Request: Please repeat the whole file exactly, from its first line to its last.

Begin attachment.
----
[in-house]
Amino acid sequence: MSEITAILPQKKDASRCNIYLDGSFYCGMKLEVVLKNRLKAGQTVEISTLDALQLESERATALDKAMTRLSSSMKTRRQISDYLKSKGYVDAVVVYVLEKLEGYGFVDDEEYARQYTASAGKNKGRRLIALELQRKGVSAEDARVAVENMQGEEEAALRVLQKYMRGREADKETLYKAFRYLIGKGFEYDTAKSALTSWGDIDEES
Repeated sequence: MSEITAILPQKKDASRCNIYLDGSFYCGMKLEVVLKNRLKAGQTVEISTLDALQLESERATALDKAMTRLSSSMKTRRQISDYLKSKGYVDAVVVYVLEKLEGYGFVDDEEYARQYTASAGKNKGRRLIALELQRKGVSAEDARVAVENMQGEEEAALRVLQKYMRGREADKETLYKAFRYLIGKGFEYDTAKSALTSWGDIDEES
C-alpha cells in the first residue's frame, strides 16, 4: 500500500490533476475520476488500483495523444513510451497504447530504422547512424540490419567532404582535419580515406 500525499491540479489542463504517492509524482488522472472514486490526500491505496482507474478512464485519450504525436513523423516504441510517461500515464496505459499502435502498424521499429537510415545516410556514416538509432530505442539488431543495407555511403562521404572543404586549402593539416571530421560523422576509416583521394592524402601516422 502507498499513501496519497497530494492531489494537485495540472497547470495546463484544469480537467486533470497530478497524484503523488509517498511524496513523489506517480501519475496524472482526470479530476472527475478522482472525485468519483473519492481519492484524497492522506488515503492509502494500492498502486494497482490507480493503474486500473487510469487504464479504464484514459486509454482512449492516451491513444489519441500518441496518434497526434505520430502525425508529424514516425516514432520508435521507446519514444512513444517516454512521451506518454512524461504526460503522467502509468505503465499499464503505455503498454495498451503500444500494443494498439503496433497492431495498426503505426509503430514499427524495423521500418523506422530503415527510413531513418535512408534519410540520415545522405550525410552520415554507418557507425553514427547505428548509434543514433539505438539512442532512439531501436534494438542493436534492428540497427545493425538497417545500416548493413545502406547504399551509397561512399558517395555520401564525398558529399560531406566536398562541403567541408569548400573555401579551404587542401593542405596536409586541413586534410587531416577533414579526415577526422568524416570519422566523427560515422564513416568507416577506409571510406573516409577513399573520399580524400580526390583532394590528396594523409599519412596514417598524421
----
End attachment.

[in-house]
Amino acid sequence: MSEITAILPQKKDASRCNIYLDGSFYCGMKLEVVLKNRLKAGQTVEISTLDALQLESERATALDKAMTRLSSSMKTRRQISDYLKSKGYVDAVVVYVLEKLEGYGFVDDEEYARQYTASAGKNKGRRLIALELQRKGVSAEDARVAVENMQGEEEAALRVLQKYMRGREADKETLYKAFRYLIGKGFEYDTAKSALTSWGDIDEES
Repeated sequence: MSEITAILPQKKDASRCNIYLDGSFYCGMKLEVVLKNRLKAGQTVEISTLDALQLESERATALDKAMTRLSSSMKTRRQISDYLKSKGYVDAVVVYVLEKLEGYGFVDDEEYARQYTASAGKNKGRRLIALELQRKGVSAEDARVAVENMQGEEEAALRVLQKYMRGREADKETLYKAFRYLIGKGFEYDTAKSALTSWGDIDEES
C-alpha cells in the first residue's frame, strides 16, 4: 500500500490533476475520476488500483495523444513510451497504447530504422547512424540490419567532404582535419580515406 500525499491540479489542463504517492509524482488522472472514486490526500491505496482507474478512464485519450504525436513523423516504441510517461500515464496505459499502435502498424521499429537510415545516410556514416538509432530505442539488431543495407555511403562521404572543404586549402593539416571530421560523422576509416583521394592524402601516422 502507498499513501496519497497530494492531489494537485495540472497547470495546463484544469480537467486533470497530478497524484503523488509517498511524496513523489506517480501519475496524472482526470479530476472527475478522482472525485468519483473519492481519492484524497492522506488515503492509502494500492498502486494497482490507480493503474486500473487510469487504464479504464484514459486509454482512449492516451491513444489519441500518441496518434497526434505520430502525425508529424514516425516514432520508435521507446519514444512513444517516454512521451506518454512524461504526460503522467502509468505503465499499464503505455503498454495498451503500444500494443494498439503496433497492431495498426503505426509503430514499427524495423521500418523506422530503415527510413531513418535512408534519410540520415545522405550525410552520415554507418557507425553514427547505428548509434543514433539505438539512442532512439531501436534494438542493436534492428540497427545493425538497417545500416548493413545502406547504399551509397561512399558517395555520401564525398558529399560531406566536398562541403567541408569548400573555401579551404587542401593542405596536409586541413586534410587531416577533414579526415577526422568524416570519422566523427560515422564513416568507416577506409571510406573516409577513399573520399580524400580526390583532394590528396594523409599519412596514417598524421